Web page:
Background and Objectives
Multiple-breath washout (MBW) is an attractive test to assess ventilation inhomogeneity, a marker of peripheral lung disease. Standardization of MBW is hampered as little data exists on possible measurement bias. We aimed to identify potential sources of measurement bias based on MBW software settings.
We used unprocessed data from nitrogen (N2) MBW (Exhalyzer D, Eco Medics AG) applied in 30 children aged 5–18 years: 10 with CF, 10 formerly preterm, and 10 healthy controls. This setup calculates the tracer gas N2 mainly from measured O2 and CO2concentrations. The following software settings for MBW signal processing were changed by at least 5 units or >10% in both directions or completely switched off: (i) environmental conditions, (ii) apparatus dead space, (iii) O2 and CO2 signal correction, and (iv) signal alignment (delay time). Primary outcome was the change in lung clearance index (LCI) compared to LCI calculated with the settings as recommended. A change in LCI exceeding 10% was considered relevant.
Changes in both environmental and dead space settings resulted in uniform but modest LCI changes and exceeded >10% in only two measurements. Changes in signal alignment and O2 signal correction had the most relevant impact on LCI. Decrease of O2 delay time by 40 ms (7%) lead to a mean LCI increase of 12%, with >10% LCI change in 60% of the children. Increase of O2 delay time by 40 ms resulted in mean LCI decrease of 9% with LCI changing >10% in 43% of the children.
Accurate LCI results depend crucially on signal processing settings in MBW software. Especially correct signal delay times are possible sources of incorrect LCI measurements. Algorithms of signal processing and signal alignment should thus be optimized to avoid susceptibility of MBW measurements to this significant measurement bias.
Citation: Summermatter S, Singer F, Latzin P, Yammine S (2015) Impact of Software Settings on Multiple-Breath Washout Outcomes. PLoS ONE 10(7): e0132250. https://doi.org/10.1371/journal.pone.0132250
Editor: Dominik Hartl, University of Tübingen, GERMANY
Received: January 29, 2015; Accepted: June 11, 2015; Published: July 13, 2015
Copyright: © 2015 Summermatter et al. This is an open access article distributed under the terms of the Creative Commons Attribution License, which permits unrestricted use, distribution, and reproduction in any medium, provided the original author and source are credited
Data Availability: All relevant data are within the paper and its Supporting Information files.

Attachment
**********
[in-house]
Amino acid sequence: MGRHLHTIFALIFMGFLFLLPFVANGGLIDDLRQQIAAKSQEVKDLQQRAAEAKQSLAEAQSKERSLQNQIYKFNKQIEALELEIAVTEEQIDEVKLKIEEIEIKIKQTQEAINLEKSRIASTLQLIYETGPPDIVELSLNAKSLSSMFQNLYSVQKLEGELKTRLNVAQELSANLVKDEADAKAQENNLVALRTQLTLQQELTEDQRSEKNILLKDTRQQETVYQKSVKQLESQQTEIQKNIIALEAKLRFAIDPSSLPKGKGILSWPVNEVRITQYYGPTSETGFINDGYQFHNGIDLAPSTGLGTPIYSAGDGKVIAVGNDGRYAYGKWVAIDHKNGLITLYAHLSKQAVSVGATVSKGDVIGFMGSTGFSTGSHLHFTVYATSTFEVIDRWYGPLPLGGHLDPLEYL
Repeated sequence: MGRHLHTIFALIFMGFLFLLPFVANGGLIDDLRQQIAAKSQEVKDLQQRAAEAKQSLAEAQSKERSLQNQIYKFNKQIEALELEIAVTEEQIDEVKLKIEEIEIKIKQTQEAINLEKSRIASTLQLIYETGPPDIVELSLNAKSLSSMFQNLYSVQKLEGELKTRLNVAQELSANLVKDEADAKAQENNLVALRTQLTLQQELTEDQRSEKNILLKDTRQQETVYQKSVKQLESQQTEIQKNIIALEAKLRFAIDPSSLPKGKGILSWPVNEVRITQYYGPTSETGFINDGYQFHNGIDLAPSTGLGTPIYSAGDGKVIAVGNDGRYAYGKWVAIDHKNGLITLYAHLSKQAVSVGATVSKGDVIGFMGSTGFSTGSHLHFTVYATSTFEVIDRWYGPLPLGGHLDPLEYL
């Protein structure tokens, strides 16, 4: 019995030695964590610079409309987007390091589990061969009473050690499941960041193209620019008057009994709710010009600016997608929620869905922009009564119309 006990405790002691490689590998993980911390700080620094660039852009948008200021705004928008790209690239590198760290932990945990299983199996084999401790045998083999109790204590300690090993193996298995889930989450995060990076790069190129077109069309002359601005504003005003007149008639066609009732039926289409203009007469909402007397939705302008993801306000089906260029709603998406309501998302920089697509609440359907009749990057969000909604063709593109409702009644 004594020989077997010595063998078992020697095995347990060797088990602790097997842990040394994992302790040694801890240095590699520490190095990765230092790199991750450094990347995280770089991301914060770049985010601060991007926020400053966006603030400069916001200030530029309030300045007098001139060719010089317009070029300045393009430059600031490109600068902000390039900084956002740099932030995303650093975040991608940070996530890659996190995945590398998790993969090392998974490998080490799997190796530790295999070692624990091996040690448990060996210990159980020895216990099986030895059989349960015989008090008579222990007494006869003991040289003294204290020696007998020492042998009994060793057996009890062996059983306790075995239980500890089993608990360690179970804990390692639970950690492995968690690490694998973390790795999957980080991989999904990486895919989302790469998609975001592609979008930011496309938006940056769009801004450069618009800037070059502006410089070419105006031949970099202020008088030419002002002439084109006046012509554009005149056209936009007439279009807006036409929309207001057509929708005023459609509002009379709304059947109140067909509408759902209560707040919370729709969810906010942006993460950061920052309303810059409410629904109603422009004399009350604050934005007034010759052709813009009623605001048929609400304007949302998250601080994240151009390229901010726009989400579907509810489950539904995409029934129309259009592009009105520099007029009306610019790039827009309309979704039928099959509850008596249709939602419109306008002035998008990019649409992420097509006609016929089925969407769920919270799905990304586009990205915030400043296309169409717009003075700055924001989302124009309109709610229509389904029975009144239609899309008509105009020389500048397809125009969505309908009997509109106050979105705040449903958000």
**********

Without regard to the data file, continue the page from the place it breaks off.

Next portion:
Funding: This study was supported by the Swiss Society for Cystic Fibrosis (CFCH), the Gottfried und Julia Bangerter-Rhyner-Stiftung and the FondationBotnar.
Competing interests: The authors have declared that no competing interests exist.
Assessment of impaired ventilation distribution in the lungs by multiple-breath washout (MBW) measurement has been increasingly used over the past few years. In children with cystic fibrosis (CF) but also with primary ciliary dyskinesia MBW has been shown to be more sensitive for detection of early structural lung changes than standard lung function tests [1–3]. MBW is able to assess treatment effects even in mild CF lung disease [4–6]. In some centers, MBW is already part of the routine clinical surveillance in patients with CF [7–9].
The recently published ATS/ERS consensus aims to standardize MBW signal recording, processing, and analysis . Despite guidelines as to what software packages should be able to perform, most of the technical recommendations rely on little data only [11;12]. In particular, uncertainty exists as to what extent the different software settings impact upon MBW outcomes. Even if the MBW post-hoc quality criteria are met , technical flaws during or after the measurement may strongly impact on MBW results. Random measurement bias may particularly influence longitudinal MBW data. Further, some MBW data require post hoc offline analysis to adjust for incorrect settings of online measurements. This may introduce additional non-systematic bias on test results.
To avoid MBW measurement bias as good as possible, the most important software settings and the respective impact upon results need to be known. The aim of our study was thus to assess the influence of different software settings on MBW results. We used nitrogen (N2) MBW raw data from 30 children and adolescents with and without lung disease. We systematically evaluated the impact of changing different software parameters in order to identify the most important source of measurement bias. Primary outcome was the change in lung clearance index (LCI) and functional residual capacity (FRC), secondary outcome was change in phase III slope indices (SIII).
To cover a wide age and disease range we used unprocessed raw N2MBW data (A-files from the recording software Spiroware 3.1.6, Eco Medics AG, Duernten, Switzerland) from children aged 5 to 18 years, 10 with CF, 10 formerly preterm born and 10 healthy term born children. The study was approved by the Ethics Committee of the Canton of Bern, Switzerland. The children’s assent was obtained and parents or caregivers provided written informed consent.
Nitrogen multiple-breath washout